Patients should be evaluated by specialists from the appropriate disciplines (e.g., radiologist, chemotherapist, pathologist, surgical or orthopedic oncologist, and radiation oncologist) as early as possible. Appropriate imaging studies of the site should be obtained before biopsy. The surgical or orthopedic oncologist who will perform the definitive surgery should be involved before or during the biopsy so that the incision can be placed in an acceptable location. This is especially important if it is thought that the lesion can be totally excised or if a limb salvage procedure may be attempted. Biopsy should be from soft tissue as often as possible to avoid increasing the risk of fracture. The radiation oncologist and pathologist should be consulted before biopsy/surgery in order to be sure that the incision will not compromise the radiation port and so that multiple types of tissue samples are obtained. It is important to obtain fresh tissue, whenever possible, for cytogenetics and molecular pathology. A second option is to perform a needle biopsy as long as adequate tissue for molecular biology and cytogenetics is obtained.
The successful treatment of patients with Ewing sarcoma requires systemic chemotherapy [3,4,5,6,7,8,9] in conjunction with either surgery or radiation therapy or both modalities for local tumor control.[10,11,12,13,14] In general, patients receive preoperative chemotherapy before instituting local control measures. In patients who undergo surgery, surgical margins and histologic response are considered in planning postoperative therapy. Most patients with metastatic disease have a good initial response to preoperative chemotherapy; however, in most cases, the disease is only partially controlled or recurs.[15,16,17,18] Patients with lung as the sole metastatic site have a better prognosis than patients with metastases to bone and/or bone marrow. Adequate local control for metastatic sites, particularly bone metastases, may be an important issue.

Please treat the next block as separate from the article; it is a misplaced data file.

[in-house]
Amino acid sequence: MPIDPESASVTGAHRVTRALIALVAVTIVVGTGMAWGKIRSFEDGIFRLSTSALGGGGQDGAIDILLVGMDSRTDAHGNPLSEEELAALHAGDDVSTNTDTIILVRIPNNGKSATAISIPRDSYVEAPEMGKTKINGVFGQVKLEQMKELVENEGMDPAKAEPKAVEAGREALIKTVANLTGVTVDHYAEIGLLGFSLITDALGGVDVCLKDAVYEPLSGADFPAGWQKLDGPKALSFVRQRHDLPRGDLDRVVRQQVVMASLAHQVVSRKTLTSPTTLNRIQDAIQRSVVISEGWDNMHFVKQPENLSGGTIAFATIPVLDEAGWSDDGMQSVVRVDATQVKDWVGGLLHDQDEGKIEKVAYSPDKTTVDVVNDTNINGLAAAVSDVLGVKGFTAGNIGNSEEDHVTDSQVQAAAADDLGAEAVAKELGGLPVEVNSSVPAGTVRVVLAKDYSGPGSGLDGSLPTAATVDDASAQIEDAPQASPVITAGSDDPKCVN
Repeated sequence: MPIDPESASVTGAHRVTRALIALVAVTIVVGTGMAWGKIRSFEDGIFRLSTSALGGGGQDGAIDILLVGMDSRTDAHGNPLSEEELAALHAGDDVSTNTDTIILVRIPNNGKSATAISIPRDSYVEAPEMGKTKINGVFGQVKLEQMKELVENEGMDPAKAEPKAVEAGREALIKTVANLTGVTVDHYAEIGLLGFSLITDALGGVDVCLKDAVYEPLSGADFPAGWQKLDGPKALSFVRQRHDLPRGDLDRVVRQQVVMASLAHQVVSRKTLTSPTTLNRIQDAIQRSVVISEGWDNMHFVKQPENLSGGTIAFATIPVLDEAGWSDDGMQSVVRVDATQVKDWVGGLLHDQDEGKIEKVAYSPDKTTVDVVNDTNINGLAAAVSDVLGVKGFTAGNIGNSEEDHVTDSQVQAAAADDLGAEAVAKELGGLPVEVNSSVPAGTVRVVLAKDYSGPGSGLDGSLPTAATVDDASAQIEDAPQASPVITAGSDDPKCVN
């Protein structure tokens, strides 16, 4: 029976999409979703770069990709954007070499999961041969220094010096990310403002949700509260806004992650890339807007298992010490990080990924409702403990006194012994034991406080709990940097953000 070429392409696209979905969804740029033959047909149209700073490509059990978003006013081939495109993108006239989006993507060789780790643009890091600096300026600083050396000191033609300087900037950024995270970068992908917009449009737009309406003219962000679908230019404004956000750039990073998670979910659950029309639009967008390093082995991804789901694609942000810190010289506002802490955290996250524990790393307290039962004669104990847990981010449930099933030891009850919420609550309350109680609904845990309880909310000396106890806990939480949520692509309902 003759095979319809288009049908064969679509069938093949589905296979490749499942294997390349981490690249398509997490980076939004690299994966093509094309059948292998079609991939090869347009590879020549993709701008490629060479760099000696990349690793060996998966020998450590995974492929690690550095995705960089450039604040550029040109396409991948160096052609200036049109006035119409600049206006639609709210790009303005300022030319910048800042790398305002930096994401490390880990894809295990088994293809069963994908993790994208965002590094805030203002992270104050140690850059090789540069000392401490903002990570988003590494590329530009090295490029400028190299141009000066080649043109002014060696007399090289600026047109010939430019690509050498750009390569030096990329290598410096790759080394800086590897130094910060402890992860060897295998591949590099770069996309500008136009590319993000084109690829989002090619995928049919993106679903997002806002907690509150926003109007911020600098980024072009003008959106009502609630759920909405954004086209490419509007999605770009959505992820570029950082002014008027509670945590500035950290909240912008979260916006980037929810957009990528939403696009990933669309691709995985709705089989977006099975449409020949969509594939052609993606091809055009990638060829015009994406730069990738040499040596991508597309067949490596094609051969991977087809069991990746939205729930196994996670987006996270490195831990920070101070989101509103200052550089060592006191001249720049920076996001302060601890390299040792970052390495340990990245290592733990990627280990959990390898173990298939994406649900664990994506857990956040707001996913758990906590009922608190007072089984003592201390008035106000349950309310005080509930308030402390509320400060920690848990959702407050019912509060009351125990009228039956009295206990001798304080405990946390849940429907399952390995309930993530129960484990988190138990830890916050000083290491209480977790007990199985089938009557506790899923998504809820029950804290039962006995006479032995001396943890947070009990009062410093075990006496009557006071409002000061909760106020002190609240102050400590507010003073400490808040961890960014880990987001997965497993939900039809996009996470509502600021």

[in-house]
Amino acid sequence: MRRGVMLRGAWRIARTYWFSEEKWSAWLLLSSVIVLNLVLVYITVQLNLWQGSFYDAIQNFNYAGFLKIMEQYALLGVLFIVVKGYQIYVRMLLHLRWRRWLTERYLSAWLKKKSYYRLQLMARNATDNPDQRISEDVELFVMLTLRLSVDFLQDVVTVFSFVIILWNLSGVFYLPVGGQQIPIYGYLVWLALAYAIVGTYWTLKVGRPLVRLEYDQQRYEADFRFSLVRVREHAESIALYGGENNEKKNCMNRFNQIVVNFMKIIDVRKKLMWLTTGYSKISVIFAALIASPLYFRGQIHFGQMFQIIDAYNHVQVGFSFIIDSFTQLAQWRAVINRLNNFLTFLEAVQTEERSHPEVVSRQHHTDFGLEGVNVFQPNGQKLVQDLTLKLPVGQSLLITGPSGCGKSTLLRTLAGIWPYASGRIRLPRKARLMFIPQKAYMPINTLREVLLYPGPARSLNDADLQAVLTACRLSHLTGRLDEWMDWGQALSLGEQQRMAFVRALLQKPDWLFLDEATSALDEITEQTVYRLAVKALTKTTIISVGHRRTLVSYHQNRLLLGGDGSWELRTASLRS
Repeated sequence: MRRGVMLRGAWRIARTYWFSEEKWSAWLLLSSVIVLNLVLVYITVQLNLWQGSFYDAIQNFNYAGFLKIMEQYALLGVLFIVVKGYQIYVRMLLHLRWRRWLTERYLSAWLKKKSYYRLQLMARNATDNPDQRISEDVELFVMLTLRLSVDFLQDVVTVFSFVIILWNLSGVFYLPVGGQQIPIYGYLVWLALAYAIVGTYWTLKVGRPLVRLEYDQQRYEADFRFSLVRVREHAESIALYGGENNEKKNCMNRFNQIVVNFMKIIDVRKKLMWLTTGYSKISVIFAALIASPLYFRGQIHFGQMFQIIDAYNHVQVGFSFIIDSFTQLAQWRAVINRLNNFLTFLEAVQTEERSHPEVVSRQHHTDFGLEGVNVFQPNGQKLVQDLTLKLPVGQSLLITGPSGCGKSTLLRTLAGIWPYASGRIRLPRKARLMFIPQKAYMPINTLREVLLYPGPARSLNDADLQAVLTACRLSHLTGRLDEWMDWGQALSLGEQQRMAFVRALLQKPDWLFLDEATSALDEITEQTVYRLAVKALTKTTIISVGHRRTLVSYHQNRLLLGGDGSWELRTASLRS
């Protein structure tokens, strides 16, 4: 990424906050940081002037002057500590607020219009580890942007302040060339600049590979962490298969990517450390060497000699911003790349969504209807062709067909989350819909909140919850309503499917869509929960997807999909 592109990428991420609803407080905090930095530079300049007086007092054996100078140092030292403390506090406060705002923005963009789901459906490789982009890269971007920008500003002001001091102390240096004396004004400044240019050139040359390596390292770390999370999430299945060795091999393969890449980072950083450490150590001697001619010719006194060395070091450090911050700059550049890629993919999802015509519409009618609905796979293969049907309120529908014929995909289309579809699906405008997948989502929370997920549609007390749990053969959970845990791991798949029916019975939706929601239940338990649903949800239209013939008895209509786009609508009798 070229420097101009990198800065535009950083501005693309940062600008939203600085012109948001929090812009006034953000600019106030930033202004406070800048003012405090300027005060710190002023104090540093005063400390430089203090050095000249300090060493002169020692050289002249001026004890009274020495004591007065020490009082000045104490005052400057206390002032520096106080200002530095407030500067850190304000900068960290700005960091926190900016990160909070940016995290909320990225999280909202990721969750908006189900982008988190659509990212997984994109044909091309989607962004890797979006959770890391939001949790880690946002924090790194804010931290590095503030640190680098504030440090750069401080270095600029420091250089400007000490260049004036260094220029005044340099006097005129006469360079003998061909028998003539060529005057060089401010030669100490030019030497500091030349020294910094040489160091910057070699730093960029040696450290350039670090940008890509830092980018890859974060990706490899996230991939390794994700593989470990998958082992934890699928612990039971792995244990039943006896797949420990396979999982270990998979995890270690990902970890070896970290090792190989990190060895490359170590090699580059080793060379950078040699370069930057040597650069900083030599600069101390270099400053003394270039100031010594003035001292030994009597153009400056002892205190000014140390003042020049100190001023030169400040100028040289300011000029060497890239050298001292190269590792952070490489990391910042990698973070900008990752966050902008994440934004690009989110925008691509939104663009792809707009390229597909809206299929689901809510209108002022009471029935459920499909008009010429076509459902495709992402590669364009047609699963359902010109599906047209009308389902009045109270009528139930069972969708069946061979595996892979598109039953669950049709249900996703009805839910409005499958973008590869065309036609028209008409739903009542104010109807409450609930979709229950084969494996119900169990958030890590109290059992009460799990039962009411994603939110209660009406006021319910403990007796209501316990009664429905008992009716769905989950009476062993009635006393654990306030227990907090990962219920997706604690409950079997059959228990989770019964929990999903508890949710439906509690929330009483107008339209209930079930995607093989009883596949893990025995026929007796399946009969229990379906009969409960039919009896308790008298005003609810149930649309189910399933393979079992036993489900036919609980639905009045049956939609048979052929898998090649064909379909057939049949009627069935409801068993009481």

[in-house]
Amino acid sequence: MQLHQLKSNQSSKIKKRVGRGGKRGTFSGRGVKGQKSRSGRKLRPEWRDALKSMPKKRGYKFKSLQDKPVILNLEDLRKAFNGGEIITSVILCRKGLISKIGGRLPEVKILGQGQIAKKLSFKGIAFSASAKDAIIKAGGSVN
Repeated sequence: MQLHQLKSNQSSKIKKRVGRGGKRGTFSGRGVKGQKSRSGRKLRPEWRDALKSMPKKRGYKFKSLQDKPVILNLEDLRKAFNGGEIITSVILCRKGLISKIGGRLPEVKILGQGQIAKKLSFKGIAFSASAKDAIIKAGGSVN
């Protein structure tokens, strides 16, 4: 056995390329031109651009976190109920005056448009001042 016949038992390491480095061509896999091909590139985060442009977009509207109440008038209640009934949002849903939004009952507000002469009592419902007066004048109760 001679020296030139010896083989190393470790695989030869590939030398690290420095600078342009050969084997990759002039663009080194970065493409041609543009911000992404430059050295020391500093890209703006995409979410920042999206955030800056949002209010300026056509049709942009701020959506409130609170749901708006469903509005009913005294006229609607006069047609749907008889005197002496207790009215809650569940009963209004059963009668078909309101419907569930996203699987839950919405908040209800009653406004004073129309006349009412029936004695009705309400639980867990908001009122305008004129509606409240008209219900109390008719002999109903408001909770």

This complementary and alternative medicine (CAM) information summary provides an overview of the Gonzalez regimen as a treatment for people with cancer. The summary includes a brief history of the science and philosophies of care that have influenced development of the regimen, the results of research and clinical studies, and side effects that have been associated with this treatment approach.
This summary contains the following key information:
The Gonzalez regimen is a complex cancer treatment...
Multidrug chemotherapy for Ewing sarcoma always includes vincristine, doxorubicin, ifosfamide, and etoposide. Most protocols use cyclophosphamide as well. Certain protocols incorporate dactinomycin. The mode of administration and dose intensity of cyclophosphamide within courses differs markedly between protocols. A European Intergroup Cooperative Ewing Sarcoma Study (EICESS) trial suggested that 1.2 grams of cyclophosphamide produced a similar event-free survival (EFS) compared with 6 grams of ifosfamide in patients with lower-risk disease, and identified a trend toward better EFS for patients with localized Ewing sarcoma and higher-risk disease when treatment included etoposide (GER-GPOH-EICESS-92).[Level of evidence: 1iiA] Protocols in the United States generally alternate courses of vincristine, cyclophosphamide, and doxorubicin with courses of ifosfamide/etoposide, while European protocols generally combine vincristine, doxorubicin, and an alkylating agent with or without etoposide in a single treatment cycle.